Current Assets

The current assets are short term assets that can be converted to cash readily within 12 months. The current assets consists of cash, marketable securities, accounts receivables and inventory.

If the current assets in the company are greater than the current liabilities, it signifies that the company is able to pay off any short term obligations. These short term obligations are reflected the the company’s current liabilities.

One of most important items on the current assets is cash. A company without cash may cease to be a going concern going forward. At times, an abundant cash tells an investor or a trader that the company is doing a good job managing the business. As an example, company A is debt free and has a market capitalisation of 30 million. On its balance sheet, the company has 40 million of cash and cash equivalents and is earning an average net income of 5 million a year. This is an example where a company may be considered undervalued. This is because private investors could buyout  the company as it has cash resources exceeding the market capitalization of the company. So private equity players may take a loan and make an offer for 35 million for the entire company, and after the acquisition has been completed, use the company’s cash resources to pay off its $35 million loan. After which, the private investors are free to enjoy whatever cash flows the business can produce.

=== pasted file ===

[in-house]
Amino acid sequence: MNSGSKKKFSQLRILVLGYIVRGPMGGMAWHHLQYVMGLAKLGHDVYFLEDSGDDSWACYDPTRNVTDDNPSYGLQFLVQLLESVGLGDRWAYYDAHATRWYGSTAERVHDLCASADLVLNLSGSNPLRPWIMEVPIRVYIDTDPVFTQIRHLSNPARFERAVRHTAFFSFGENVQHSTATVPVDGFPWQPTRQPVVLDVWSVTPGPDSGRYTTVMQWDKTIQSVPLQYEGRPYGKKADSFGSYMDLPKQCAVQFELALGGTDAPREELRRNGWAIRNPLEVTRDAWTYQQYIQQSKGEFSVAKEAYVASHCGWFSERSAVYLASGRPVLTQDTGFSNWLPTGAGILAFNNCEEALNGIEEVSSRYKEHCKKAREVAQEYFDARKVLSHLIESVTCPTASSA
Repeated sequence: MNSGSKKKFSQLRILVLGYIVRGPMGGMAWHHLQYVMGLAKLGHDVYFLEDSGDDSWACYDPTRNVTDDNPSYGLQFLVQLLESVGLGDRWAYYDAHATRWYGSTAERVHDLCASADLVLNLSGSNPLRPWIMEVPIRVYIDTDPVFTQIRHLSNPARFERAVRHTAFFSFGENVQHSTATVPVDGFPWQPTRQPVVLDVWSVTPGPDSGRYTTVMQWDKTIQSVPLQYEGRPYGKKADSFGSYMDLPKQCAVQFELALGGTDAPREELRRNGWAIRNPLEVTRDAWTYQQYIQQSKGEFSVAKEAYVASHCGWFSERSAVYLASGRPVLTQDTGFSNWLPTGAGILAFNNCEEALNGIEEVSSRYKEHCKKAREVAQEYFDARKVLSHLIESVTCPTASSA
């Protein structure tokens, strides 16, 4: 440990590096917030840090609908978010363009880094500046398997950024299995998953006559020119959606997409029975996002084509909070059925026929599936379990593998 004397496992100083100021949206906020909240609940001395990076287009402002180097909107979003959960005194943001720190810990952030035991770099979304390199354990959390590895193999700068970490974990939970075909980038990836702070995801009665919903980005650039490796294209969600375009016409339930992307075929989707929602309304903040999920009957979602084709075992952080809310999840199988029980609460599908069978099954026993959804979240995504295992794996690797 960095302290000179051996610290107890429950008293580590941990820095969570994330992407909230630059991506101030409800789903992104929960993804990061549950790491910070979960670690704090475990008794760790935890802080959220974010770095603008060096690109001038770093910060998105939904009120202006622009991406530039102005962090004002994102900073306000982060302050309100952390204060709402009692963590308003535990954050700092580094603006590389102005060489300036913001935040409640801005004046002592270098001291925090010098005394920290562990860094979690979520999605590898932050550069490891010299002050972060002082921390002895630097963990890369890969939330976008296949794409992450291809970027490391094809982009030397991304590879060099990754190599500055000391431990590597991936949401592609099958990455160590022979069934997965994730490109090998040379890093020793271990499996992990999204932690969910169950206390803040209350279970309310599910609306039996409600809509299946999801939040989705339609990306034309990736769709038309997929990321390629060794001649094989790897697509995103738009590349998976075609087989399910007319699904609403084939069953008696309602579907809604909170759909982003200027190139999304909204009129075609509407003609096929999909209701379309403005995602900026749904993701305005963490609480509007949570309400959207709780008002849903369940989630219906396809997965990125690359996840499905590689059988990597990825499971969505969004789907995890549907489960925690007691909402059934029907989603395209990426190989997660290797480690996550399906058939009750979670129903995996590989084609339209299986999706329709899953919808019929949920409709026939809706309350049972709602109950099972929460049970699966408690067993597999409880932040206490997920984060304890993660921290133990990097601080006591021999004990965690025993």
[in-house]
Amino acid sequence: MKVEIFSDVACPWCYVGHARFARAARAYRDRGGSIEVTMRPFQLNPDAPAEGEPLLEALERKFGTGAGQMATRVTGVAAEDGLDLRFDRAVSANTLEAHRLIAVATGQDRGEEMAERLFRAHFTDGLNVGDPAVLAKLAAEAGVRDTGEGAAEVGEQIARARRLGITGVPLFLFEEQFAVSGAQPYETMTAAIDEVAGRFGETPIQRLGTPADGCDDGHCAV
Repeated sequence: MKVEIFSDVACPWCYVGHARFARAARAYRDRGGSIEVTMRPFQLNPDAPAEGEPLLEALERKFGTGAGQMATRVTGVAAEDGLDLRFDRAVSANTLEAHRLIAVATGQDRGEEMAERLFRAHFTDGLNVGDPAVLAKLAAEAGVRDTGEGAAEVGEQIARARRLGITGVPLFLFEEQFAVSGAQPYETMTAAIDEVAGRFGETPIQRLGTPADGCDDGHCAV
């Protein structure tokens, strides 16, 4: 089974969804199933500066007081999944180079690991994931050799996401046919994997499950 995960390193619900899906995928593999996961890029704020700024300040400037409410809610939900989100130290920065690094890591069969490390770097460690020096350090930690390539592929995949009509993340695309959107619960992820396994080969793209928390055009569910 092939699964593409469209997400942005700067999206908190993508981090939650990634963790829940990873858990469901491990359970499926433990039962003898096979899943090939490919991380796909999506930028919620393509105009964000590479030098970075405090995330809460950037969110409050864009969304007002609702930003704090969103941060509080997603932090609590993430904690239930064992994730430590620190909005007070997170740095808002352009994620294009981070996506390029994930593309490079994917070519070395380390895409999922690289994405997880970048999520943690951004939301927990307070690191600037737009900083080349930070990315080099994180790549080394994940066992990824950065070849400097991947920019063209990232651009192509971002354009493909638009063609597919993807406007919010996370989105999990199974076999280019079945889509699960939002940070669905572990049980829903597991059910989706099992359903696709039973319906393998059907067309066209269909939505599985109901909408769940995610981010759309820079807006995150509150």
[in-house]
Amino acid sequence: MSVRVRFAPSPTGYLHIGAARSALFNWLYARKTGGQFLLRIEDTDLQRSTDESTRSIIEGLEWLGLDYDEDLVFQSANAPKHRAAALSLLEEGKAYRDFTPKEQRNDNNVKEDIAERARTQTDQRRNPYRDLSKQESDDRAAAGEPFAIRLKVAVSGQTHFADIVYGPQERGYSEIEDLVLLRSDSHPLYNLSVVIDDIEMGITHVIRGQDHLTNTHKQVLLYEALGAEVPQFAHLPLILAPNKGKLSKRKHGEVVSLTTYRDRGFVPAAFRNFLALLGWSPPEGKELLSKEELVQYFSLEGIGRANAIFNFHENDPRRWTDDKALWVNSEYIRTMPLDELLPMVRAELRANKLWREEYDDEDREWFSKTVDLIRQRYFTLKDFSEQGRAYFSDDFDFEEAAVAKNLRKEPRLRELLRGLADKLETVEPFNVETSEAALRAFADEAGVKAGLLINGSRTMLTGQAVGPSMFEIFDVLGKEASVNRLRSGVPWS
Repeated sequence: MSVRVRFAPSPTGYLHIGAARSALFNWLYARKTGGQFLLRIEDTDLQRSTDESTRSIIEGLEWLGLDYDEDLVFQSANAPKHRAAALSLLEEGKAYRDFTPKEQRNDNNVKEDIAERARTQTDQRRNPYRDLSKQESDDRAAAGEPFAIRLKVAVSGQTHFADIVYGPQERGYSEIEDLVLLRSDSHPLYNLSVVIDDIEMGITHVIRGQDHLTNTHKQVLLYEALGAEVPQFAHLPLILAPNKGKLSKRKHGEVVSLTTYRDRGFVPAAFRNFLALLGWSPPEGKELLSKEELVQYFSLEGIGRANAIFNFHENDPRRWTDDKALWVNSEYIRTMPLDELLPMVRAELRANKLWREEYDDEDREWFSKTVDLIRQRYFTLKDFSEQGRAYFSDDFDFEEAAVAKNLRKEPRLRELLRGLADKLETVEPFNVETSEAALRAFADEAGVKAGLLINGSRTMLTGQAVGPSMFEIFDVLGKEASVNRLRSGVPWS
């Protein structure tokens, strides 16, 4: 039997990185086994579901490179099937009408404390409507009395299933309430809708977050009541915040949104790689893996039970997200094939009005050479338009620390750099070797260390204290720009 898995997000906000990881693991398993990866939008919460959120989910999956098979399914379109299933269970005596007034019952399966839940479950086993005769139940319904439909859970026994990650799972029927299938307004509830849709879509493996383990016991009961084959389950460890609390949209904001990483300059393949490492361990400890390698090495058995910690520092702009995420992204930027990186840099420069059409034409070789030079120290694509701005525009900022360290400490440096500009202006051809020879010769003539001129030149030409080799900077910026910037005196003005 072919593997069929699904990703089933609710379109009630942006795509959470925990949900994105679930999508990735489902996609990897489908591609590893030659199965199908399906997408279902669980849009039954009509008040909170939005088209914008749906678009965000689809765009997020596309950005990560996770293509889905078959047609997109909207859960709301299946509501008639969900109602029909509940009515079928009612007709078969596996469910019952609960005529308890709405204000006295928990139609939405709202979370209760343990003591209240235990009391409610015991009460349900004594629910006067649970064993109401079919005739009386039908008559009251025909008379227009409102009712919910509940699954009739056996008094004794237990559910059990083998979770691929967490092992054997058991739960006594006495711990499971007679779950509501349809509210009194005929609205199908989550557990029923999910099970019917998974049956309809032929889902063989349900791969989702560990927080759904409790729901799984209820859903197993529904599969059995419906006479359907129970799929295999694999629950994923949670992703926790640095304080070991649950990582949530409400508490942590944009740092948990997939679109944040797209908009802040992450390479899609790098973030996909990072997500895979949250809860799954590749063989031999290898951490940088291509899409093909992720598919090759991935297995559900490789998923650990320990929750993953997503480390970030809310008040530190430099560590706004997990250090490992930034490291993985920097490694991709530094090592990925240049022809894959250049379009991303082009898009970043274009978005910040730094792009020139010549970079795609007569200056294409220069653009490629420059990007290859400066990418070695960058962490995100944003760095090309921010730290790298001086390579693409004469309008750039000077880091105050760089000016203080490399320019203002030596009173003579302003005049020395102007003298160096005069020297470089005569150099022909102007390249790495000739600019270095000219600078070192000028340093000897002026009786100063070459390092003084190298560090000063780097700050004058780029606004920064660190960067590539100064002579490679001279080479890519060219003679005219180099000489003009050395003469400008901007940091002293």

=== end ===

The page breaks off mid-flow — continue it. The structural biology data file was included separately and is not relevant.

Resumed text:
Of course this is an oversimplified example but scenarios like this do occur quite frequently in the market. The current assets should be studies with the current liabilities and the balance sheet as a whole to come to a conclusion that a company is financially healthy. Looking at the current liabilities alone is not enough.

The current ratio is the ratio of current assets to current liabilities. An investor would want the current ratio to be healthy so that the company can easily pay off its current obligations. As a rule, only invest in companies with a current ratio of 2 or more and consider other factors as well.

Read : Current Liabilities